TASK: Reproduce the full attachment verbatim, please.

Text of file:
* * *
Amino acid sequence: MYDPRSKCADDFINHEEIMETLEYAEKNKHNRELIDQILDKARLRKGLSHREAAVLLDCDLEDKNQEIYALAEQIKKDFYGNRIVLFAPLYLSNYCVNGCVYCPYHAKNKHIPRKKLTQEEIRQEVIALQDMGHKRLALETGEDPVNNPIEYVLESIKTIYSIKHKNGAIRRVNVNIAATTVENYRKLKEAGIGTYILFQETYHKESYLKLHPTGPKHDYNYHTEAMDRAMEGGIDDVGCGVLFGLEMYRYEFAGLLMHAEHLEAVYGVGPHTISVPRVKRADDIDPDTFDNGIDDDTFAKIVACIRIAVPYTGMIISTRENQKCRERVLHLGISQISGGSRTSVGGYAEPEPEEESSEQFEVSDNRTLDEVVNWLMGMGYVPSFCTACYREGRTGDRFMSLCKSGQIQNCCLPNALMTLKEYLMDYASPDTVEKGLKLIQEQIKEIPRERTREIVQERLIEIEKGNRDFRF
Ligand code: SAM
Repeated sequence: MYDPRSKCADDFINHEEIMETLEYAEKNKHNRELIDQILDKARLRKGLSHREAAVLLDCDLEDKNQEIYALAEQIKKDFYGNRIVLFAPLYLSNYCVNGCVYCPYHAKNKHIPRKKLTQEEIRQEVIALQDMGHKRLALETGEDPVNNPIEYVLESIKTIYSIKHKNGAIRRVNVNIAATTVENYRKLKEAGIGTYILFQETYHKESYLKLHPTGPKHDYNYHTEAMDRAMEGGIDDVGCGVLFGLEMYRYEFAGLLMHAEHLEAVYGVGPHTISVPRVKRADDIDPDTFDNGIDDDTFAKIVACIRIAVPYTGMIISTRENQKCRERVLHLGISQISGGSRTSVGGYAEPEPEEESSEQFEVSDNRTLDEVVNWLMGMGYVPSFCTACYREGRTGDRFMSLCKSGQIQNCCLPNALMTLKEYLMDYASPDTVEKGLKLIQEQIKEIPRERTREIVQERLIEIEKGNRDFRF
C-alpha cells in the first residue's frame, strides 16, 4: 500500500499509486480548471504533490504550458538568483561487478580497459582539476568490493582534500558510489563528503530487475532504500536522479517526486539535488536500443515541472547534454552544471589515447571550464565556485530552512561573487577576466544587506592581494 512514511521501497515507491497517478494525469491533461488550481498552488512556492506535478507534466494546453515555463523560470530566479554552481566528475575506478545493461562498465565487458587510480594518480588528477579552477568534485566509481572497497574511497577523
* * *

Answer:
Amino acid sequence: MYDPRSKCADDFINHEEIMETLEYAEKNKHNRELIDQILDKARLRKGLSHREAAVLLDCDLEDKNQEIYALAEQIKKDFYGNRIVLFAPLYLSNYCVNGCVYCPYHAKNKHIPRKKLTQEEIRQEVIALQDMGHKRLALETGEDPVNNPIEYVLESIKTIYSIKHKNGAIRRVNVNIAATTVENYRKLKEAGIGTYILFQETYHKESYLKLHPTGPKHDYNYHTEAMDRAMEGGIDDVGCGVLFGLEMYRYEFAGLLMHAEHLEAVYGVGPHTISVPRVKRADDIDPDTFDNGIDDDTFAKIVACIRIAVPYTGMIISTRENQKCRERVLHLGISQISGGSRTSVGGYAEPEPEEESSEQFEVSDNRTLDEVVNWLMGMGYVPSFCTACYREGRTGDRFMSLCKSGQIQNCCLPNALMTLKEYLMDYASPDTVEKGLKLIQEQIKEIPRERTREIVQERLIEIEKGNRDFRF
Ligand code: SAM
Repeated sequence: MYDPRSKCADDFINHEEIMETLEYAEKNKHNRELIDQILDKARLRKGLSHREAAVLLDCDLEDKNQEIYALAEQIKKDFYGNRIVLFAPLYLSNYCVNGCVYCPYHAKNKHIPRKKLTQEEIRQEVIALQDMGHKRLALETGEDPVNNPIEYVLESIKTIYSIKHKNGAIRRVNVNIAATTVENYRKLKEAGIGTYILFQETYHKESYLKLHPTGPKHDYNYHTEAMDRAMEGGIDDVGCGVLFGLEMYRYEFAGLLMHAEHLEAVYGVGPHTISVPRVKRADDIDPDTFDNGIDDDTFAKIVACIRIAVPYTGMIISTRENQKCRERVLHLGISQISGGSRTSVGGYAEPEPEEESSEQFEVSDNRTLDEVVNWLMGMGYVPSFCTACYREGRTGDRFMSLCKSGQIQNCCLPNALMTLKEYLMDYASPDTVEKGLKLIQEQIKEIPRERTREIVQERLIEIEKGNRDFRF
C-alpha cells in the first residue's frame, strides 16, 4: 500500500499509486480548471504533490504550458538568483561487478580497459582539476568490493582534500558510489563528503530487475532504500536522479517526486539535488536500443515541472547534454552544471589515447571550464565556485530552512561573487577576466544587506592581494 512514511521501497515507491497517478494525469491533461488550481498552488512556492506535478507534466494546453515555463523560470530566479554552481566528475575506478545493461562498465565487458587510480594518480588528477579552477568534485566509481572497497574511497577523